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Exporting Jobs to Stay Competitive

In today’s global markets, every business is pitted against worldwide competitors who have consistently improving productivity, better performance and shrinking prices.

For automation suppliers, this global competitiveness is simply reflected back by end-users with increasing demands in every direction.

Industrial automation equipment is used in factories and process plants to provide productivity improvements for end users. A decade ago, automation products included a lot of proprietary knowledge, which generated significant profit margins for the purveyors of that knowledge. Today, a lot of the proprietary content has melted away and there are few new advances. As a result, many automation products have become commodities—available from several sources with marginally different features and benefits. At this stage, the lowest cost producer usually wins.

The core features and functions of programmable controller and distributed control systems are easily copied, and the cost reduces to quality manufacture of commodity hardware with the lowest labor and overhead. Software is even more easily copied—if not directly, then at least through availability of functional equivalents that can be developed quickly and cheaply in countries such as India, which have rapidly become software development centers.

With the recent lack of growth, U.S. automation suppliers are looking to maintain or increase profits through the only means available, by reducing costs through offshore outsourcing. Beyond just trained labor, knowledge work such as design and engineering services are also being outsourced. This trend has already become significant in the United States, causing lost jobs not only for manufacturing labor, but also for traditionally high-paid engineering positions. Supposedly, innovation, the true source of value, remains, but that, too, is in danger of being dissipated and sacrificed to a short-term search for profit.

It’s clear to many people today that China is poised to take over the world’s manufacturing. In China today, some 18 million people enter the work force each year, with typical wages of less than $1 a day. Manufacturing workers outside of China are being displaced on a large scale; even Mexico is losing jobs to China.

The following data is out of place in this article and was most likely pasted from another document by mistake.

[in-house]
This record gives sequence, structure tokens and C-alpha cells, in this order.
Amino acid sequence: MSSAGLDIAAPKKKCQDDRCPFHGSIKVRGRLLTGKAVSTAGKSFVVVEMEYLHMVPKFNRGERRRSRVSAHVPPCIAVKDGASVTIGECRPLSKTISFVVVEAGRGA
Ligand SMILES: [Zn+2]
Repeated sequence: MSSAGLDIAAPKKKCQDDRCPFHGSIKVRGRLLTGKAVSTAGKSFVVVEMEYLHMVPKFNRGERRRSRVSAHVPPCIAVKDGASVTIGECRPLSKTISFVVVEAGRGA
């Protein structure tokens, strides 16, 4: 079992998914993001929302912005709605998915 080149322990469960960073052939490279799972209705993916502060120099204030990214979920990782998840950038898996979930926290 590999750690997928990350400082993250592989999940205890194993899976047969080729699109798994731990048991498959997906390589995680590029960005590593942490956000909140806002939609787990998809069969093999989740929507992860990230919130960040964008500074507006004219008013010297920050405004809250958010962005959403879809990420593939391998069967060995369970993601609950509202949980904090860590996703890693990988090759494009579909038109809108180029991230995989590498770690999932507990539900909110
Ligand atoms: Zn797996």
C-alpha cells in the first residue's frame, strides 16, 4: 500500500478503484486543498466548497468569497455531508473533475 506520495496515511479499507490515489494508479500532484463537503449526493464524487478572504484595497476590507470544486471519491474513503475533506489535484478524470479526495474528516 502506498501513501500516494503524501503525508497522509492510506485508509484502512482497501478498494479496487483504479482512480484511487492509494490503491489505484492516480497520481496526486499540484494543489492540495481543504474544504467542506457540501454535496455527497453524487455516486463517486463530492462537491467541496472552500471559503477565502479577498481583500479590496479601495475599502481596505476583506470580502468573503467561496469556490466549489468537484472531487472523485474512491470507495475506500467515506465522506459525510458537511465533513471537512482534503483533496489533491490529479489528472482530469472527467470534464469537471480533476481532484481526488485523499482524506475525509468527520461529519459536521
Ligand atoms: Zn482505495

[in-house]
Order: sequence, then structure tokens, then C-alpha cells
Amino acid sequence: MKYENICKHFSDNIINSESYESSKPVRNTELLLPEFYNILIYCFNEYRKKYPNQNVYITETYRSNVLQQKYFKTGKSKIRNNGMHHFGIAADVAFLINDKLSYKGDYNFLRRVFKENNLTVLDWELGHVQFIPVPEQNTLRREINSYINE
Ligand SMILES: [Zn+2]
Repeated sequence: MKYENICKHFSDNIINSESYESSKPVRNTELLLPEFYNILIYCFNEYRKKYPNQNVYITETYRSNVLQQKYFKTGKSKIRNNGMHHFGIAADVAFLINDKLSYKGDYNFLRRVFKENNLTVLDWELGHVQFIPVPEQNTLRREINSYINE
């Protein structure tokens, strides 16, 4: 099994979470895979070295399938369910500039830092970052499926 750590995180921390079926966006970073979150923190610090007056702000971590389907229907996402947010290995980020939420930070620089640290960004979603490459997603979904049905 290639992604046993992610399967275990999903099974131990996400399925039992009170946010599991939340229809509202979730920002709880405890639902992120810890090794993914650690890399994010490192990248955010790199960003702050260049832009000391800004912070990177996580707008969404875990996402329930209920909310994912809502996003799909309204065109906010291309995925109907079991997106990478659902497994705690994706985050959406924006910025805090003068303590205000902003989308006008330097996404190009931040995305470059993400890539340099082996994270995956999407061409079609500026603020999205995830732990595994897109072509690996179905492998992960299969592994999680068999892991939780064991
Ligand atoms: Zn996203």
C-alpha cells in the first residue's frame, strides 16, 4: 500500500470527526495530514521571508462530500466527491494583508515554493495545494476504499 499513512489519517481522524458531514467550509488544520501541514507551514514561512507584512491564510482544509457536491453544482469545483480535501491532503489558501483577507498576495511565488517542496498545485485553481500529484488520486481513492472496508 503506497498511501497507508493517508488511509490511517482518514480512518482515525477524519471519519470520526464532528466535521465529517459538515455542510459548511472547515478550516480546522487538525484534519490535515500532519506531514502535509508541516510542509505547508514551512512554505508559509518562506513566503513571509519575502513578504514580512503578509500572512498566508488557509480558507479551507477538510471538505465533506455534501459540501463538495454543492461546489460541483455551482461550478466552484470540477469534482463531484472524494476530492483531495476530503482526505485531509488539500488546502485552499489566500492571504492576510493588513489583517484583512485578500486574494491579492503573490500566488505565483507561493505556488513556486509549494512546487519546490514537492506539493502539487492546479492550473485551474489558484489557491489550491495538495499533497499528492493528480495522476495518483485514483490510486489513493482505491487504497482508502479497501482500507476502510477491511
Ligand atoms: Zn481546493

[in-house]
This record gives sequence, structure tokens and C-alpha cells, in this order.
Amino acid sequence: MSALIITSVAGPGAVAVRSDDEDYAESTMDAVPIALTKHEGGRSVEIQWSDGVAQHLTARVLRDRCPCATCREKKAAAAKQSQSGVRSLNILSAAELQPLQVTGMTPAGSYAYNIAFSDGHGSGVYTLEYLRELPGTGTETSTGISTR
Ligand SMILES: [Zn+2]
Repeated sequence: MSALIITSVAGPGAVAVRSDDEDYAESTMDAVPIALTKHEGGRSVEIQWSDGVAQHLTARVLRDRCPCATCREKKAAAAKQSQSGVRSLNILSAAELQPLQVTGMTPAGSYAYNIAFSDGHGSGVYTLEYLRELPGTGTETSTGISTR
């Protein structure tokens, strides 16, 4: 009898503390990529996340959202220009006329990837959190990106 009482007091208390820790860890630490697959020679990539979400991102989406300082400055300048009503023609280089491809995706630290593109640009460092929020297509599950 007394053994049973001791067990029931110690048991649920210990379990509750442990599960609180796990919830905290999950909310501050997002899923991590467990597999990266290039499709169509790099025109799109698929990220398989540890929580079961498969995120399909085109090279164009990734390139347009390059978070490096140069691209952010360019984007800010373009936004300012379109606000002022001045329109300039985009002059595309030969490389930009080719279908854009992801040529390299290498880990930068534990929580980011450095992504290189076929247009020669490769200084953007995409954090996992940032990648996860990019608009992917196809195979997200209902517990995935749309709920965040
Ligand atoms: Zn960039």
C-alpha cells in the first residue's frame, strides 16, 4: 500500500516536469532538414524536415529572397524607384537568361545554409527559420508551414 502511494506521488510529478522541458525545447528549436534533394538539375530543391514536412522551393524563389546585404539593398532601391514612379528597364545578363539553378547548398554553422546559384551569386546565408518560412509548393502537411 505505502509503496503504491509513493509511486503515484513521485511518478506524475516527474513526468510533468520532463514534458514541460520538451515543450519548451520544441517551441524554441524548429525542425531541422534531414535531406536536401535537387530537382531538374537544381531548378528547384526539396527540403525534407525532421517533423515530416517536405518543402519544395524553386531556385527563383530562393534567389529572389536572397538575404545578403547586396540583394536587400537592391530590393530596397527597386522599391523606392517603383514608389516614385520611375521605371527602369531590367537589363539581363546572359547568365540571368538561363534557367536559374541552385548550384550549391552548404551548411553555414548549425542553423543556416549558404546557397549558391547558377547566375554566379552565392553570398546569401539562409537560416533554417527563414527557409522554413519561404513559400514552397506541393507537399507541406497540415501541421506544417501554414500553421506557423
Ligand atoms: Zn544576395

The idea that Chinese workers are replacing physical labor elsewhere has long been accepted. But now China is poised to replace the world’s knowledge workers as well. The country is turning out 700,000 engineers a year, accounting for 37% of China’s college graduates, all trained in a university system that is rapidly growing in size and quality. Engineer pay ranges from $4,000 to $8,000 a year, plus medical costs, housing and pension. As product design becomes more network-centric and less location-dependent, competition against Western engineers is becoming fierce.

Already a significant share of manufactured goods is sourced in China; and similarly, there is a significant market for outsourced software from India. Major automation suppliers including Honeywell, Invensys, Emerson, Rockwell and General Electric are transferring software development to India and manufacturing to China.


Technology analyst George Gilder has coined the term “Chinacosm” to express the rise of technology leadership in China. A few years ago, China was thought of as a place to make toys and sneakers, not semiconductors. But today, the specter of Chinese technology looms. Silicon-valley venture capitalists predict that over the next decade, China will become a ferociously formidable competitor in virtually every high tech arena.

Software development in India has been booming in recent years. India now sells $6 billion worth of software annually to the U.S., with 60 percent annual growth projected over the next decade.

By mid-century, India will surpass China as the world’s most populous country. Already the world’s largest democracy, India has the advantage of a high percentage of English-speaking scientists and engineers, generating the “Indiacosm” of the new century.

For the U.S., the choice is clear: Move strongly to maintain a lead in technology innovation. In the face of slow growth, this means a strong commitment to a high level of investment in research and development, plus continued stimulation of an education and business infrastructure, which the world recognizes as the basis of our leadership.

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